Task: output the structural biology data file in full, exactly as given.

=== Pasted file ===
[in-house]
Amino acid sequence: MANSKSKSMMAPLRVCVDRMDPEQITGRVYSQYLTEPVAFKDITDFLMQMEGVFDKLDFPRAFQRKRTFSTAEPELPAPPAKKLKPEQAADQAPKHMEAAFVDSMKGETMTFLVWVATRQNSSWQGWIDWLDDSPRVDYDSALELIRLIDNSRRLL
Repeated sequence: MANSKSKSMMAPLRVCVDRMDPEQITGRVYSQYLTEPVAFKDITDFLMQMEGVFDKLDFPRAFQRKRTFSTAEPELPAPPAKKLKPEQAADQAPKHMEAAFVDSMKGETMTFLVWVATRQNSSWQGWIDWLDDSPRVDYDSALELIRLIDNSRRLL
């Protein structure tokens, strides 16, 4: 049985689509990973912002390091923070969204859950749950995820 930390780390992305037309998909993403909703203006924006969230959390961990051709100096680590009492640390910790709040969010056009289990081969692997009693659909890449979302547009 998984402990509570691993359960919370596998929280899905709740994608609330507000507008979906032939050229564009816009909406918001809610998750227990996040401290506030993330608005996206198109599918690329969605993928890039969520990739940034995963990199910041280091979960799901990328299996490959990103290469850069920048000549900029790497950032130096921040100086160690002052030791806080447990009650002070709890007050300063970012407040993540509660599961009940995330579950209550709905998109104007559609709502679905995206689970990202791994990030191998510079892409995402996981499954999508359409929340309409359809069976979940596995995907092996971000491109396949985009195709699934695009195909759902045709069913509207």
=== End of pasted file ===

[in-house]
Amino acid sequence: MANSKSKSMMAPLRVCVDRMDPEQITGRVYSQYLTEPVAFKDITDFLMQMEGVFDKLDFPRAFQRKRTFSTAEPELPAPPAKKLKPEQAADQAPKHMEAAFVDSMKGETMTFLVWVATRQNSSWQGWIDWLDDSPRVDYDSALELIRLIDNSRRLL
Repeated sequence: MANSKSKSMMAPLRVCVDRMDPEQITGRVYSQYLTEPVAFKDITDFLMQMEGVFDKLDFPRAFQRKRTFSTAEPELPAPPAKKLKPEQAADQAPKHMEAAFVDSMKGETMTFLVWVATRQNSSWQGWIDWLDDSPRVDYDSALELIRLIDNSRRLL
């Protein structure tokens, strides 16, 4: 049985689509990973912002390091923070969204859950749950995820 930390780390992305037309998909993403909703203006924006969230959390961990051709100096680590009492640390910790709040969010056009289990081969692997009693659909890449979302547009 998984402990509570691993359960919370596998929280899905709740994608609330507000507008979906032939050229564009816009909406918001809610998750227990996040401290506030993330608005996206198109599918690329969605993928890039969520990739940034995963990199910041280091979960799901990328299996490959990103290469850069920048000549900029790497950032130096921040100086160690002052030791806080447990009650002070709890007050300063970012407040993540509660599961009940995330579950209550709905998109104007559609709502679905995206689970990202791994990030191998510079892409995402996981499954999508359409929340309409359809069976979940596995995907092996971000491109396949985009195709699934695009195909759902045709069913509207």